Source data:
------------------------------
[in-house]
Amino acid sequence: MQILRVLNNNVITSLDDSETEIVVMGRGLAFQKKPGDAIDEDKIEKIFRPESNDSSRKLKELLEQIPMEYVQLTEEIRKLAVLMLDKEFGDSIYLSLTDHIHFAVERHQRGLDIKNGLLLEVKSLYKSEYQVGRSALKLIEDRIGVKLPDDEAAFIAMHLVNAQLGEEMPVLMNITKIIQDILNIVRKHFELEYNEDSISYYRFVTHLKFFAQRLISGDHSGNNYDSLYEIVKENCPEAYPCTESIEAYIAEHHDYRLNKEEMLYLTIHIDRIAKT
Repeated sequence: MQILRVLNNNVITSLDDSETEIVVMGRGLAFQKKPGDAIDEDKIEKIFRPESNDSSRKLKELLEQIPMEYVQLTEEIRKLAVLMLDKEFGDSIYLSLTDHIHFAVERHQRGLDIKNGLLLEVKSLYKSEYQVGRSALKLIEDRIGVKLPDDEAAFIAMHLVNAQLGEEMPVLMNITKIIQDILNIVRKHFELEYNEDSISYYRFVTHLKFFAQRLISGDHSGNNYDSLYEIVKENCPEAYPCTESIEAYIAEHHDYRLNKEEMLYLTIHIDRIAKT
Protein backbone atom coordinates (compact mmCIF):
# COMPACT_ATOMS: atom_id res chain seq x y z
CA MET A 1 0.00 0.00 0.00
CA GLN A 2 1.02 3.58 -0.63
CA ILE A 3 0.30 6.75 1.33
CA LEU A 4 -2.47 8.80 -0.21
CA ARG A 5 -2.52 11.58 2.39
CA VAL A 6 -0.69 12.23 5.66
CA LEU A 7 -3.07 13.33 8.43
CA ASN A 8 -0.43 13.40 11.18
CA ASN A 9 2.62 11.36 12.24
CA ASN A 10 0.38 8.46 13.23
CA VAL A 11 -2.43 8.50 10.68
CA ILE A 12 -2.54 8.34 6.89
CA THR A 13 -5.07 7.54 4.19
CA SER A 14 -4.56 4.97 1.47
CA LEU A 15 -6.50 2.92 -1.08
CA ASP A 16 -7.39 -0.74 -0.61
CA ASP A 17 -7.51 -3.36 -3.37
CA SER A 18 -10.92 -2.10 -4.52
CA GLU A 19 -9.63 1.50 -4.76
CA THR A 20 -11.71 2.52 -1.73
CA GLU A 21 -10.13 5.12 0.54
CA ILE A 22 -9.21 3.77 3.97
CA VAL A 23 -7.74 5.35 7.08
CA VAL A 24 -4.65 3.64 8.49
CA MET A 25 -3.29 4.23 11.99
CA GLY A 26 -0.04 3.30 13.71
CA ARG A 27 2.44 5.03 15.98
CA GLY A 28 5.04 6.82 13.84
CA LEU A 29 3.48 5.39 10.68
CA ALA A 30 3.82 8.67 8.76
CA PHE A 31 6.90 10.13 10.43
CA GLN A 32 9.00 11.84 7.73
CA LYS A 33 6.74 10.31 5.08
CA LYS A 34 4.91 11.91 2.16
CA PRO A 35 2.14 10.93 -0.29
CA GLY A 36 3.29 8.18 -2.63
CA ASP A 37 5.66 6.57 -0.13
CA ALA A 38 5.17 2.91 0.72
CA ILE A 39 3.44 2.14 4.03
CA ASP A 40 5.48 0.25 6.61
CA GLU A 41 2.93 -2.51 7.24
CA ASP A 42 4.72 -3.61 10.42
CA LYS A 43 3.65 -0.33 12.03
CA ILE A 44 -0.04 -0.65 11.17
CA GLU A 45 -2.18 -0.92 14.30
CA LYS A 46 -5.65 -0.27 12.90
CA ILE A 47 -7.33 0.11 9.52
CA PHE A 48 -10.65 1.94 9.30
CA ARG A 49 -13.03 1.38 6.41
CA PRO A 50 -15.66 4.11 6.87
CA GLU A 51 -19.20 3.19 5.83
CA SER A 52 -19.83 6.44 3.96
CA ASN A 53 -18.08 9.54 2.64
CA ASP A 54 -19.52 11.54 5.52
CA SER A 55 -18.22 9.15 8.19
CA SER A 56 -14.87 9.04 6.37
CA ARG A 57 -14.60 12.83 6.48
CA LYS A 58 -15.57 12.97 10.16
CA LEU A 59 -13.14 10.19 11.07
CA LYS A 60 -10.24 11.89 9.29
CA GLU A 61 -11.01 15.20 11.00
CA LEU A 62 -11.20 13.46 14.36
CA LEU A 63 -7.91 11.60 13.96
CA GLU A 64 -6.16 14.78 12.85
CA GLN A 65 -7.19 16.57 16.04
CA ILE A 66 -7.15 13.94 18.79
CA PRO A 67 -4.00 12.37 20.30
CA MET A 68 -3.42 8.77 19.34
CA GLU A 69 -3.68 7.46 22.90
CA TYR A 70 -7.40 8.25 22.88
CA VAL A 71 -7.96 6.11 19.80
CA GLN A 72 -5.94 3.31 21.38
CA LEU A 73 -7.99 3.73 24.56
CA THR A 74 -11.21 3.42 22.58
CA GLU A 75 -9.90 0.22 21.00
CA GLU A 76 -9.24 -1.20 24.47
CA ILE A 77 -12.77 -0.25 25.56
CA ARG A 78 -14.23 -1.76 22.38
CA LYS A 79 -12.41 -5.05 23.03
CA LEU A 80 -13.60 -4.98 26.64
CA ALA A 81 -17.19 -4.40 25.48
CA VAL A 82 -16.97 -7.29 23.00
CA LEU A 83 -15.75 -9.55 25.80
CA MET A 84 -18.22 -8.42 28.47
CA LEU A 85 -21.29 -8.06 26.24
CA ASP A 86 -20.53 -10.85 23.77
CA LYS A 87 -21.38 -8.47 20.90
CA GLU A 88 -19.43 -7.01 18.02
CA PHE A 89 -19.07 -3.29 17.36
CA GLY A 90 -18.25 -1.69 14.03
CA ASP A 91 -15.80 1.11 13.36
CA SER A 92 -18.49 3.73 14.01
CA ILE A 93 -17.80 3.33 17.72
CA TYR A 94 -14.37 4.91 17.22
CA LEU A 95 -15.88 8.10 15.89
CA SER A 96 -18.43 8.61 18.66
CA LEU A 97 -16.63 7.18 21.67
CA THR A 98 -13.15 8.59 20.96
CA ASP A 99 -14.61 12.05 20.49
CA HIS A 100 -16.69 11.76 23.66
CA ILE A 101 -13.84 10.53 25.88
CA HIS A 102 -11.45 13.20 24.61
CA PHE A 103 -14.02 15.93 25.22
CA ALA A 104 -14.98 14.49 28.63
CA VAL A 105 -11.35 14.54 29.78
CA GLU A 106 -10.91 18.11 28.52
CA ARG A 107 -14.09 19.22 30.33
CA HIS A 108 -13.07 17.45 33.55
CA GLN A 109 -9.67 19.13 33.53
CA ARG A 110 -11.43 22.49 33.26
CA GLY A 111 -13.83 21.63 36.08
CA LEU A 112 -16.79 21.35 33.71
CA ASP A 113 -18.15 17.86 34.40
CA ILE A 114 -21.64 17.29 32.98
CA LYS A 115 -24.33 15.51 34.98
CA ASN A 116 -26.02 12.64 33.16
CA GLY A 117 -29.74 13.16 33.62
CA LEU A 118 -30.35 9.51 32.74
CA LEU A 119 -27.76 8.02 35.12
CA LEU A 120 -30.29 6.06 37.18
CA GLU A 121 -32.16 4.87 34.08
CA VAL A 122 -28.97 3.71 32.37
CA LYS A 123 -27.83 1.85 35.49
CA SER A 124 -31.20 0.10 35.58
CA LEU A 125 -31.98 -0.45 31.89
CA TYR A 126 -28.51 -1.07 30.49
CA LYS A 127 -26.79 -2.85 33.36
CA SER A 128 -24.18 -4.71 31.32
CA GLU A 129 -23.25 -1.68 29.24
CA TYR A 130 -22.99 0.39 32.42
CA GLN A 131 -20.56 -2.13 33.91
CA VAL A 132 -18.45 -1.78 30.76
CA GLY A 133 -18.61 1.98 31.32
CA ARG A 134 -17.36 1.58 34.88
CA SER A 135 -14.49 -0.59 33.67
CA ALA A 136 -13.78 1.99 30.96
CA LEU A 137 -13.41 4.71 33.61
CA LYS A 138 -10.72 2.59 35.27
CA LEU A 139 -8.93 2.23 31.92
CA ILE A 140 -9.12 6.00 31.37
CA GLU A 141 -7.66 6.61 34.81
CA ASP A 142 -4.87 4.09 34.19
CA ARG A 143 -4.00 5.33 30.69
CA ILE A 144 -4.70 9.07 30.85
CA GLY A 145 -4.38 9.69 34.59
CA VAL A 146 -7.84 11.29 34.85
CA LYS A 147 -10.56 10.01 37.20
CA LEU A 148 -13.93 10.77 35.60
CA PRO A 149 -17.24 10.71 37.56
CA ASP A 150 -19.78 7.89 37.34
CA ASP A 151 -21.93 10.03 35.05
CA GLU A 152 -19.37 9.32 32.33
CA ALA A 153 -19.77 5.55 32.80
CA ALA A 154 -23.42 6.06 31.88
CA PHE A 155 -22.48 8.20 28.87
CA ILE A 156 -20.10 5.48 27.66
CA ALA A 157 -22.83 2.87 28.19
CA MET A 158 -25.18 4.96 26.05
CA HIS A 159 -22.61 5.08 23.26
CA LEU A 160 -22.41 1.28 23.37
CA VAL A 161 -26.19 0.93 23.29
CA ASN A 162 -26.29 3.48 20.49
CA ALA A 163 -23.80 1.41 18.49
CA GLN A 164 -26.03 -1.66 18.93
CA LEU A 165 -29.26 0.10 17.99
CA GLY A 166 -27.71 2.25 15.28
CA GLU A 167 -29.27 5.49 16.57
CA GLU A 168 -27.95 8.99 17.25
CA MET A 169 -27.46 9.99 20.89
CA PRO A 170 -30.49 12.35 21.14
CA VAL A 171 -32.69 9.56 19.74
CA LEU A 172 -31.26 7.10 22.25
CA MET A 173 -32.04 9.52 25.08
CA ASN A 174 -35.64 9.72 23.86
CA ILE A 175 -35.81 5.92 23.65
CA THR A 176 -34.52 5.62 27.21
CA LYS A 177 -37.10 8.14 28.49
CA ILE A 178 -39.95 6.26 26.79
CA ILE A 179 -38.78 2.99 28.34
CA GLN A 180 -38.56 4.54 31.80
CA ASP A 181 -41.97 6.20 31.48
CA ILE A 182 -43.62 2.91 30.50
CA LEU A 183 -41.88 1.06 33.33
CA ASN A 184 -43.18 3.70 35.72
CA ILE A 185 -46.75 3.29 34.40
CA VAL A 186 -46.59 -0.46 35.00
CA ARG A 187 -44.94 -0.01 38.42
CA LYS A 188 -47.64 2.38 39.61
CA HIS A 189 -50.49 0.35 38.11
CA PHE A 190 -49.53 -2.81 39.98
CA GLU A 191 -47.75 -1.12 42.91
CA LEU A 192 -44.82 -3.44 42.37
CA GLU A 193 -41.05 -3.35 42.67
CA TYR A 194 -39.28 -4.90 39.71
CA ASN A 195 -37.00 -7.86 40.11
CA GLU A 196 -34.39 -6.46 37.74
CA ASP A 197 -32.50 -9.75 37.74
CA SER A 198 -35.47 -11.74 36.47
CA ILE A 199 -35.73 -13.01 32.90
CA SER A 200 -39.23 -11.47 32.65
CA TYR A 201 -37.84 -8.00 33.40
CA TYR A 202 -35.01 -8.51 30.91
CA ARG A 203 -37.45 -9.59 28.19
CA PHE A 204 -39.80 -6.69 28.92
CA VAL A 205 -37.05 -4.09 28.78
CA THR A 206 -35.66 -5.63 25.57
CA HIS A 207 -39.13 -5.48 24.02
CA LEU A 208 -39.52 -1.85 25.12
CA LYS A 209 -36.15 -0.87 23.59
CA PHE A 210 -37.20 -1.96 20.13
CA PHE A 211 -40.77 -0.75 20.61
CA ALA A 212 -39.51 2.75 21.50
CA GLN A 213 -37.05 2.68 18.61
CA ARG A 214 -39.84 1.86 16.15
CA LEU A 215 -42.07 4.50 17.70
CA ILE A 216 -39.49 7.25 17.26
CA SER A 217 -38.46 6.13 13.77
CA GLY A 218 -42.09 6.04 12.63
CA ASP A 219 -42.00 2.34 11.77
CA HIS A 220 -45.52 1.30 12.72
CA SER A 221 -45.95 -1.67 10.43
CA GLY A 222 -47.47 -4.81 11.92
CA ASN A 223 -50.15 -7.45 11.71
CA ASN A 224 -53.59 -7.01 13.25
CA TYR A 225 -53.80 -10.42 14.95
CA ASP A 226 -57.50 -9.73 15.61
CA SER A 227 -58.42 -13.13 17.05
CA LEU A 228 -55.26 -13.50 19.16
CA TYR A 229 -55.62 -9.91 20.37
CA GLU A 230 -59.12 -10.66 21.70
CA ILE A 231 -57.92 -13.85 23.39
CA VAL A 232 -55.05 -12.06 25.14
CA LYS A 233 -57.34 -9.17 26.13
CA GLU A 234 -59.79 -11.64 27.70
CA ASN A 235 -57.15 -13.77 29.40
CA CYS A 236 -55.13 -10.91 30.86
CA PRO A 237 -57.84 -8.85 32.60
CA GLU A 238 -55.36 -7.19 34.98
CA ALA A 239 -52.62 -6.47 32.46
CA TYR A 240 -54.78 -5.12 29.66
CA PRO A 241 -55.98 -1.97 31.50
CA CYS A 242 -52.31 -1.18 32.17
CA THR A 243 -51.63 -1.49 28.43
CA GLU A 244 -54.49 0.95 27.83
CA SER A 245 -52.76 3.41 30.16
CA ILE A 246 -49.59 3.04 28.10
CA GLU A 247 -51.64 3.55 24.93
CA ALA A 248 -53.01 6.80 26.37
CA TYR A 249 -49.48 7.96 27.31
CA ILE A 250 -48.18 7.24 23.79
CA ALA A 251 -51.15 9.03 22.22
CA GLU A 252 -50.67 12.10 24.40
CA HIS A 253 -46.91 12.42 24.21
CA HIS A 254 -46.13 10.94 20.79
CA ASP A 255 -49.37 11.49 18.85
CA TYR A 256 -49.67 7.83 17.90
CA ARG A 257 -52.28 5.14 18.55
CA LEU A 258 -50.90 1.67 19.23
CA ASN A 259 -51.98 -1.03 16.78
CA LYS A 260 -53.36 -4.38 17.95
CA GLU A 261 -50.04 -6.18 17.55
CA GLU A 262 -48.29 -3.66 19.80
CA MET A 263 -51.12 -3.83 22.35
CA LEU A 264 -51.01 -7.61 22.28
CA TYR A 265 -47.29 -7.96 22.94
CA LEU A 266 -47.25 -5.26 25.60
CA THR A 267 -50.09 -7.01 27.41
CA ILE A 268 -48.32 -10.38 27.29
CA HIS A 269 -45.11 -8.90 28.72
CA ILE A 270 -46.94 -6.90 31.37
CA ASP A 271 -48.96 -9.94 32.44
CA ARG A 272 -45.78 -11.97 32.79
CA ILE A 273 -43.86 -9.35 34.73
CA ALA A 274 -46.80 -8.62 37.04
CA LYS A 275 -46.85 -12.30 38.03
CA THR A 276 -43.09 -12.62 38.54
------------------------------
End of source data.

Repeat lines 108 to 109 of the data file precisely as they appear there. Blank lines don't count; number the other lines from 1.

CA PHE A 103 -14.02 15.93 25.22
CA ALA A 104 -14.98 14.49 28.63